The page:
8:00 a.m. 8:00 a.m. 10:00 a.m. 10:00 a.m. 2:00 p.m.

Youth Livestock Judging Contest All Second Rotation cattle must be in place Deadline to Check in Office with Reg Papers Junior Angus Show Youth Showmanship Junior Highland Show

Monday, August 31

10:00 a.m. 6:00 p.m.

Angus Open Show Exhibitor Pot Luck Dinner

Tuesday, September 1 BEEF DAY

9:00 a.m. 12:30 p.m. 3:00 p.m.

Highland Open Show Hay Bale Throwing Contest NYS Supreme Champion Female Competition Continued on Next Page


New York State Fair | New Beef Schedule Wednesday, September 2

8:30 a.m. 3:00 p.m. 5:00 p.m.

Third Rotation: Thursday, September 3

4:00 p.m. – 9:00 p.m.

Arrival of Third Rotation

Friday, September 4

8:00 a.m. 10:00 a.m. 12:00 noon 1:00 p.m.

All Third Rotation cattle must be in place Deadline to Check in Office with Reg Papers Hay Bale Throwing Contest Youth Showmanship

Saturday, September 5

9:00 a.m. 12:00 noon

Belted Galloway Open Show American-British White Park Open Show

Sunday, September 6

9:00 a.m. 12:00 noon 6:00 p.m.

All Other Breeds Open Show Simmental Open Show – Followed by: Sim/Angus – Sim/Solution Open Show Exhibitor Pot Luck Dinner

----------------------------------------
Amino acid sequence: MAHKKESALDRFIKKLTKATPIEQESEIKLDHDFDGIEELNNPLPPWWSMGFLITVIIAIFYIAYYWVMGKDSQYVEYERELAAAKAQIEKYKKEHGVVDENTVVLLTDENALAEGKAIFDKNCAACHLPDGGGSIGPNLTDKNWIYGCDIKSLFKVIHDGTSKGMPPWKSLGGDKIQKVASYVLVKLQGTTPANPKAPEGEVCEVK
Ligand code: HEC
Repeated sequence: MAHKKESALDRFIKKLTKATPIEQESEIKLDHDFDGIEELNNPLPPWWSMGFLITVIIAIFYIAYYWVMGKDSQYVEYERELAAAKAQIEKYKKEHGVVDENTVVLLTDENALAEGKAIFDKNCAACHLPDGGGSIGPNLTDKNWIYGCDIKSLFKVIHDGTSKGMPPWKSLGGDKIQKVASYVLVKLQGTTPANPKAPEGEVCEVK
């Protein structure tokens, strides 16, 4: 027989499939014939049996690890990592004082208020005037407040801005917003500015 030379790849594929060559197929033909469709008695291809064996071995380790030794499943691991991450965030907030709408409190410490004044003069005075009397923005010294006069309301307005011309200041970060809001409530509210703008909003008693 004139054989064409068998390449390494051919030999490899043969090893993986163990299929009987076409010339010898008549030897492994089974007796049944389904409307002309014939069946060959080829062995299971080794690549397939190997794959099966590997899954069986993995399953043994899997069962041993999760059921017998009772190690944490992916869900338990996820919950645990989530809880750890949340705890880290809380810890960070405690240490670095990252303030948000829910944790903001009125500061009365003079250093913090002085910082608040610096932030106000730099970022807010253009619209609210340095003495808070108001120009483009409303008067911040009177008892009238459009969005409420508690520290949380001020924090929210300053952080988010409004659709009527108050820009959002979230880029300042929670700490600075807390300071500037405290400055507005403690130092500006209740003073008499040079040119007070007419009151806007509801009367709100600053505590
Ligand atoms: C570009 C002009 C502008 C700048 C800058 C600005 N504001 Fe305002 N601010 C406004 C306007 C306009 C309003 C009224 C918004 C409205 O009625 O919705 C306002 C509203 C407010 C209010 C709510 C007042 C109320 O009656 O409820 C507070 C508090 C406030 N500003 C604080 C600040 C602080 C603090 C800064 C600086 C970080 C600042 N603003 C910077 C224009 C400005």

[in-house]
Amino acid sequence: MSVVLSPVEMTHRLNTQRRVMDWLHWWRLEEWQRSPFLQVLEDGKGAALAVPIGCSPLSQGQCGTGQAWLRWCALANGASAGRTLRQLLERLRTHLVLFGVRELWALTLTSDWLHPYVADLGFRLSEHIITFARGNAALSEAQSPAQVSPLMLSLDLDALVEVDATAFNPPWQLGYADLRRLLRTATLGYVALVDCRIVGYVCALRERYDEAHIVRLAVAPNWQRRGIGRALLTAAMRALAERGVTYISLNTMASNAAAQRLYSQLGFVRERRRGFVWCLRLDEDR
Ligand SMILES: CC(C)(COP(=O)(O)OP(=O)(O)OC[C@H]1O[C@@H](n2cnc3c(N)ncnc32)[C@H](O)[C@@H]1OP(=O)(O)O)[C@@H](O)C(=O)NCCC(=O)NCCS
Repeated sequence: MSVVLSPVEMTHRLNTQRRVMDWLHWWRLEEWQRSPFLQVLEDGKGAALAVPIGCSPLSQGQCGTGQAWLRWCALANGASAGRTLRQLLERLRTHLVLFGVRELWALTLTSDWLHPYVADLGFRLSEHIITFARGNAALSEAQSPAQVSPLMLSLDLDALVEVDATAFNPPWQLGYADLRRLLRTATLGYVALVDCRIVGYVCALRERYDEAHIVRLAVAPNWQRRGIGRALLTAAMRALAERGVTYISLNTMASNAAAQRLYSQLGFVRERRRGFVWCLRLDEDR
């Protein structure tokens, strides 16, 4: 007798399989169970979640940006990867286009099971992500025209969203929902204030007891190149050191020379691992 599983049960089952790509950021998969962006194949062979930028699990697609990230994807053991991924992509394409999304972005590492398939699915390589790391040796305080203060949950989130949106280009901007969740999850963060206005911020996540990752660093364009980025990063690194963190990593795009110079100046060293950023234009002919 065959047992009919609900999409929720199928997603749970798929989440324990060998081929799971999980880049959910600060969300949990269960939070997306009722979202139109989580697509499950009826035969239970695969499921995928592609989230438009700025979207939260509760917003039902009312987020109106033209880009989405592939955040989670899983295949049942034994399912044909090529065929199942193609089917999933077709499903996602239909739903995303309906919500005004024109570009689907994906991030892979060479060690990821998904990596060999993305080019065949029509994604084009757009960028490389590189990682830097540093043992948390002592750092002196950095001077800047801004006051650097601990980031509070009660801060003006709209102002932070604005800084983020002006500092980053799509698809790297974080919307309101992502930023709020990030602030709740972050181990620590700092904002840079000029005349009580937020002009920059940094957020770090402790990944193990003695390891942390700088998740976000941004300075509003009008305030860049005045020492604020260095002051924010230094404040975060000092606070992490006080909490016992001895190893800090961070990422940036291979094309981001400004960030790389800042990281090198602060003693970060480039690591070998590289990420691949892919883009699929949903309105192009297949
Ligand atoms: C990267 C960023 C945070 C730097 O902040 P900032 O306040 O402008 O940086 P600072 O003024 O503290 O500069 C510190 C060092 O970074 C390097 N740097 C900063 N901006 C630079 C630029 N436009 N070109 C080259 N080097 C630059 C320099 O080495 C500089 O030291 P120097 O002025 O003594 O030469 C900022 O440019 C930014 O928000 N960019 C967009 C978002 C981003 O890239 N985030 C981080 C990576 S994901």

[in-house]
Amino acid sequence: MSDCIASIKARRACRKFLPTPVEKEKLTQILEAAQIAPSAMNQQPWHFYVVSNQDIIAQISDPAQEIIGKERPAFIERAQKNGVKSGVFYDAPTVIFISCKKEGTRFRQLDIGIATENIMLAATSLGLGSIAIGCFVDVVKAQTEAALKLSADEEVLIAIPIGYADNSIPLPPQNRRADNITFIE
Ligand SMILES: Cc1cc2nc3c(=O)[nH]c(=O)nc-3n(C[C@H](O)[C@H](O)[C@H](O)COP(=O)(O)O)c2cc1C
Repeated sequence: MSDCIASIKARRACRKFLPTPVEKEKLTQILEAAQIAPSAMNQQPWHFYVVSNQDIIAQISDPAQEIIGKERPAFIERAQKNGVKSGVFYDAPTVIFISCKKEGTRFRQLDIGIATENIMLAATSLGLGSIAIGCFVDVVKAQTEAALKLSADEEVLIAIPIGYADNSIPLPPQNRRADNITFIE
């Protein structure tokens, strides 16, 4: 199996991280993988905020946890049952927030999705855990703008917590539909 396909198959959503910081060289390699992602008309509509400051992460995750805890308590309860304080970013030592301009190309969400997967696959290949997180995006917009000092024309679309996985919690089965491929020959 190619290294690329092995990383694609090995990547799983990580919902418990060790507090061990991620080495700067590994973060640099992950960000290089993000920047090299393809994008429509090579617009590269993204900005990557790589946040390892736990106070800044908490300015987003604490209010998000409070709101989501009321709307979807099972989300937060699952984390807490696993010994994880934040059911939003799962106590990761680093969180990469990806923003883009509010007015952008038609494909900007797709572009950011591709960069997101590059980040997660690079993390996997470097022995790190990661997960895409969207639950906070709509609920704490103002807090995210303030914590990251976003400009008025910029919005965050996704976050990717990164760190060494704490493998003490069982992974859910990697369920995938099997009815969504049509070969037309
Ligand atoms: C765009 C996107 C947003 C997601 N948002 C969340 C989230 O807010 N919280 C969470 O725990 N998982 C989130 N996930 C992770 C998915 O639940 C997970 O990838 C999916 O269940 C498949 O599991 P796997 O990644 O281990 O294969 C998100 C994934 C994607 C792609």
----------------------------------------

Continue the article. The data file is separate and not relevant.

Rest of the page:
Monday, September 7

8:30 a.m. 3:00 p.m.

Youth Breed Show/Showmanship Release of Third Rotation

Youth Breed Show/Showmanship Release of Second Rotation Barn Closed for Cleaning

Should you have any questions, please feel free to contact me at (315) 728-4473 or or The Glenisters at (315) 506-3324. I look forward to working with you all! Sincerely, Christina Nowak Agriculture Manager

PLEASE NOTE THE FOLLOWING: • New arrival time for all three rotations is 4-9 pm the night before the rotation starts. This will be the only arrival time. • Enter Gate 7. There will be a staging area under the overpass bridge. Barn workers will be directing trailers when to proceed to the barn. Upon arrival, please back the trailer up to the back of the barn. • After vet check, exhibitors will have 20 minutes to unload and move trailers to black lot. Please be respectful of this. There are many trailers to get in and we don’t want cattle waiting on trailers in the heat. • DO NOT take cattle to the barn, washrack or tieout till cattle have been checked by the vet. • PLEASE have Vet Papers and Registration Papers in order or you will be turned away. • On show day, please be in the holding area on time or you may be scratched. • There will be new show ring and holding area openings, so this will make the show flow better and faster. • Pot Luck Dinner will be: Monday, August 31, 6pm (not 7pm), Tieout at 5pm. The barn bought a new bbq griddle to cook meat. Exhibitors are to bring their own meat and dish to pass. This replaces the bought meal on the grounds. • Not permitted in the barn: Scooters, Skates, Bikes, Skateboards or anything else the staff considers a safety issue to the public or cows. Thank you, Paul and Karen Glenister